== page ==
January 6, 2016 will go down as a historical day in Kansas City Royals history. After a lifetime of losing superstars to trade or free agency because of a price tag too rich, the Royals finally won a battle and retained star outfielder Alex Gordon. What was once a foregone conclusion that Gordon would depart for greener pastures, suddenly turned into the reality he might finish his career as a lifetime Royal and one of the best of all-time. While I’m not ready to build a statue and retire his number, like many are suggesting, I’m at the front of the line regarding the move although my sentiments are as much personal as they are about stats or legacy.
People ask me all the time who my favorite Royal is and I always shy away from a direct answer because I pride myself on trying to connect and build trust and relationships with every player. It’s one of the most important aspects of my job. First baseman Eric Hosmer is a guaranteed go-to superstar for me. Pitcher Yordano Ventura is fun and an adventure with his growing English skills (“oooh baby”) and catcher Salvador Perez has spent more time on camera messing around or tossing Gatorade than anyone. Lost in the shuffle is the stoic, routine-oriented Alex Gordon, who rarely can be found at his locker (probably working out, stretching, downing protein shakes) so the media tends to respect but not seek out Gordon. My relationship with Alex is different. He’s one of only two players left on the Royals from when I moved to Kansas City in 2008, along with pitcher Luke Hochevar. Following the World Series celebration, I sent two players congratulatory text messages. Gordon and Hochevar, two close friends who I’ve watched grow up from youngsters trying to overcome major struggles at the big league level to accomplished veterans, and more importantly loving husbands and fathers. I know I can always chat with Hochevar through the good or bad about baseball or life and with Gordon I see a phenomenal sense of humor that often goes unnoticed by others.
Years before Perez became the Gatorade dumper, I received more than a few drops from a Gordon postgame toss. I don’t remember the interview or who he targeted but Alex’s strength meant I could not fully avoid the line of fire. An hour and a half later, sitting on the team charter in a suit waiting to take off for St. Louis, my neck was covered in sticky Gatorade and Gordon walked by me as he boarded. With a big smile, he looked at me and said, “Did I get you?” A big handshake he initiated with me during a spring training game happened one year too quickly for me to realize his batting glove was covered in pine tar. This was no mistake. My hands were sticky the rest of the night. There was that sly grin again. And the picture included for this article was taken after I lost a bet on a football game between our alma maters Nebraska and Wisconsin. If my Badgers won he would wear a Wisconsin hat. If his Huskers won, I would have to wear his game hat during batting practice. Keep in mind it was September and he hadn’t changed hats all season. I lost and spent a miserable 20 minutes wearing the smelliest hat in the history of sports. Forget about pride. I couldn’t breathe for the rest of the night.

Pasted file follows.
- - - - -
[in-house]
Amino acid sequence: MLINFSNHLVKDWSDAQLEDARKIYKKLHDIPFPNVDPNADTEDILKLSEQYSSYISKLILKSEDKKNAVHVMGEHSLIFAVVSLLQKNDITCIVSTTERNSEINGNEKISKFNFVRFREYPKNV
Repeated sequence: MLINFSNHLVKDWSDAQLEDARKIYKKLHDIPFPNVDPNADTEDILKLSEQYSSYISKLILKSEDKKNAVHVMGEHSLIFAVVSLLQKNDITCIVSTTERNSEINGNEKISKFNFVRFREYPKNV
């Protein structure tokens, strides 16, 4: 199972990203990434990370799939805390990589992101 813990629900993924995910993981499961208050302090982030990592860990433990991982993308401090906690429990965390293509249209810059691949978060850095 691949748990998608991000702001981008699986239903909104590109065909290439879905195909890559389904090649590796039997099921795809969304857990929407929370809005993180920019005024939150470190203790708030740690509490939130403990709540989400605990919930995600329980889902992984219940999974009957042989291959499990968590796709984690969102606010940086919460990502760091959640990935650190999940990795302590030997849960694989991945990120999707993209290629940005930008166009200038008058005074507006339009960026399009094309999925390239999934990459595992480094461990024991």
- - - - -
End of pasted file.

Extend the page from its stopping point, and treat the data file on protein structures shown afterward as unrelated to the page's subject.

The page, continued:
Every description you have read or heard about Gordon is true. Ultimate teammate, hardest worker, and of course family man. His teammates call him their captain. His family calls him “Al” but when all is said and done we will all call him a Royals Hall of Famer. Here’s to hoping for four more productive years, preferably with Alex Gordon wearing a Wisconsin hat!